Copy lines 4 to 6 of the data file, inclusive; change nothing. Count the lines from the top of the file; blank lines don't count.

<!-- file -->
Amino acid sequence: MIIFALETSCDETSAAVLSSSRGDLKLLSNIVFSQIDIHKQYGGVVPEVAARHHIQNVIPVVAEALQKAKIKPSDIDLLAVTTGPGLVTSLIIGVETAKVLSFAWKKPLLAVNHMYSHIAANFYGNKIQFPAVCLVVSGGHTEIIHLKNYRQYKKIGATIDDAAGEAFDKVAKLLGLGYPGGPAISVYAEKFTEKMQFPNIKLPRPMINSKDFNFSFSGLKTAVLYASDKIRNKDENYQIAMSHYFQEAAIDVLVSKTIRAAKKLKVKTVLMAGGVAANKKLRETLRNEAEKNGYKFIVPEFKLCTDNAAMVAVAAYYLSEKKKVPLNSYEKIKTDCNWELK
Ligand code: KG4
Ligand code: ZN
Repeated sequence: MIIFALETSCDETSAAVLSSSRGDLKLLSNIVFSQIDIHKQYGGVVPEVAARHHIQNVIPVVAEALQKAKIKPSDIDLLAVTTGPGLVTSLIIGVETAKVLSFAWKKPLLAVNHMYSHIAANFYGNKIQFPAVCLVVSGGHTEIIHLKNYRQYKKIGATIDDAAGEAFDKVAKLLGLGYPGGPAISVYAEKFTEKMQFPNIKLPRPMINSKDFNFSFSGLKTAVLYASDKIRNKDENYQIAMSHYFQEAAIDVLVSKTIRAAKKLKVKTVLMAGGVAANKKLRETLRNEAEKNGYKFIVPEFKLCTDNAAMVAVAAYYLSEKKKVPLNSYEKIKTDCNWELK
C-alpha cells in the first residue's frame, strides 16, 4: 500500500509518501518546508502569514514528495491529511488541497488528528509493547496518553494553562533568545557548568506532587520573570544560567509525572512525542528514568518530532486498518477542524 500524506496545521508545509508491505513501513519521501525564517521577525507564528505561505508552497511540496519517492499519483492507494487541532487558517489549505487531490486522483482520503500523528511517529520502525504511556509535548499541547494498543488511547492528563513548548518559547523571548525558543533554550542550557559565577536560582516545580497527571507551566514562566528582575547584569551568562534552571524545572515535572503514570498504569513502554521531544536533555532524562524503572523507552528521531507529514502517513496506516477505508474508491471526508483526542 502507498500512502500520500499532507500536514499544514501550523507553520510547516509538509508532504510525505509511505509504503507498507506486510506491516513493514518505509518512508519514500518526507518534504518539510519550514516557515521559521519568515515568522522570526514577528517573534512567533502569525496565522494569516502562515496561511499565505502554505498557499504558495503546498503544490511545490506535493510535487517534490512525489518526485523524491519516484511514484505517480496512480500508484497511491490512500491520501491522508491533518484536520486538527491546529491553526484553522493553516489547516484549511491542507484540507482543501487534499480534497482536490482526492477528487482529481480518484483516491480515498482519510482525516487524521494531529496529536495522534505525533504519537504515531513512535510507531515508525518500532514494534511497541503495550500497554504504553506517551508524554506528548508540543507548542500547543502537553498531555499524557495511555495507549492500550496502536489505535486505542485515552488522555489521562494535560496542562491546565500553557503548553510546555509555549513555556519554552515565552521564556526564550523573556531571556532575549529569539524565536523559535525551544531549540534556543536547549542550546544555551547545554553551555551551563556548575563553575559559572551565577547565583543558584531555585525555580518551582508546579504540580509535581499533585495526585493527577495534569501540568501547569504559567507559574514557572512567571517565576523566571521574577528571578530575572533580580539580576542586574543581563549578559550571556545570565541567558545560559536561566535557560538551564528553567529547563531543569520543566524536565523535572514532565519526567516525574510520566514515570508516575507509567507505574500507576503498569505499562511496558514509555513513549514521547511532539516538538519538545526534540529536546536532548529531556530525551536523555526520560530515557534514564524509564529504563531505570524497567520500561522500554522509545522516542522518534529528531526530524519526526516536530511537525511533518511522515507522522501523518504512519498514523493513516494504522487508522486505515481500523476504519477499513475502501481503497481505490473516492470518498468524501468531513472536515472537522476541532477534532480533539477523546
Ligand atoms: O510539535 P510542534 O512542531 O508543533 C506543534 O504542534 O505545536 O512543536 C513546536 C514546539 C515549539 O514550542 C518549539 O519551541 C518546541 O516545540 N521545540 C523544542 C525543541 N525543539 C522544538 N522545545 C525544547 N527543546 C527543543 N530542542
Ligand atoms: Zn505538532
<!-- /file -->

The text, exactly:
Repeated sequence: MIIFALETSCDETSAAVLSSSRGDLKLLSNIVFSQIDIHKQYGGVVPEVAARHHIQNVIPVVAEALQKAKIKPSDIDLLAVTTGPGLVTSLIIGVETAKVLSFAWKKPLLAVNHMYSHIAANFYGNKIQFPAVCLVVSGGHTEIIHLKNYRQYKKIGATIDDAAGEAFDKVAKLLGLGYPGGPAISVYAEKFTEKMQFPNIKLPRPMINSKDFNFSFSGLKTAVLYASDKIRNKDENYQIAMSHYFQEAAIDVLVSKTIRAAKKLKVKTVLMAGGVAANKKLRETLRNEAEKNGYKFIVPEFKLCTDNAAMVAVAAYYLSEKKKVPLNSYEKIKTDCNWELK
C-alpha cells in the first residue's frame, strides 16, 4: 500500500509518501518546508502569514514528495491529511488541497488528528509493547496518553494553562533568545557548568506532587520573570544560567509525572512525542528514568518530532486498518477542524 500524506496545521508545509508491505513501513519521501525564517521577525507564528505561505508552497511540496519517492499519483492507494487541532487558517489549505487531490486522483482520503500523528511517529520502525504511556509535548499541547494498543488511547492528563513548548518559547523571548525558543533554550542550557559565577536560582516545580497527571507551566514562566528582575547584569551568562534552571524545572515535572503514570498504569513502554521531544536533555532524562524503572523507552528521531507529514502517513496506516477505508474508491471526508483526542 502507498500512502500520500499532507500536514499544514501550523507553520510547516509538509508532504510525505509511505509504503507498507506486510506491516513493514518505509518512508519514500518526507518534504518539510519550514516557515521559521519568515515568522522570526514577528517573534512567533502569525496565522494569516502562515496561511499565505502554505498557499504558495503546498503544490511545490506535493510535487517534490512525489518526485523524491519516484511514484505517480496512480500508484497511491490512500491520501491522508491533518484536520486538527491546529491553526484553522493553516489547516484549511491542507484540507482543501487534499480534497482536490482526492477528487482529481480518484483516491480515498482519510482525516487524521494531529496529536495522534505525533504519537504515531513512535510507531515508525518500532514494534511497541503495550500497554504504553506517551508524554506528548508540543507548542500547543502537553498531555499524557495511555495507549492500550496502536489505535486505542485515552488522555489521562494535560496542562491546565500553557503548553510546555509555549513555556519554552515565552521564556526564550523573556531571556532575549529569539524565536523559535525551544531549540534556543536547549542550546544555551547545554553551555551551563556548575563553575559559572551565577547565583543558584531555585525555580518551582508546579504540580509535581499533585495526585493527577495534569501540568501547569504559567507559574514557572512567571517565576523566571521574577528571578530575572533580580539580576542586574543581563549578559550571556545570565541567558545560559536561566535557560538551564528553567529547563531543569520543566524536565523535572514532565519526567516525574510520566514515570508516575507509567507505574500507576503498569505499562511496558514509555513513549514521547511532539516538538519538545526534540529536546536532548529531556530525551536523555526520560530515557534514564524509564529504563531505570524497567520500561522500554522509545522516542522518534529528531526530524519526526516536530511537525511533518511522515507522522501523518504512519498514523493513516494504522487508522486505515481500523476504519477499513475502501481503497481505490473516492470518498468524501468531513472536515472537522476541532477534532480533539477523546
Ligand atoms: O510539535 P510542534 O512542531 O508543533 C506543534 O504542534 O505545536 O512543536 C513546536 C514546539 C515549539 O514550542 C518549539 O519551541 C518546541 O516545540 N521545540 C523544542 C525543541 N525543539 C522544538 N522545545 C525544547 N527543546 C527543543 N530542542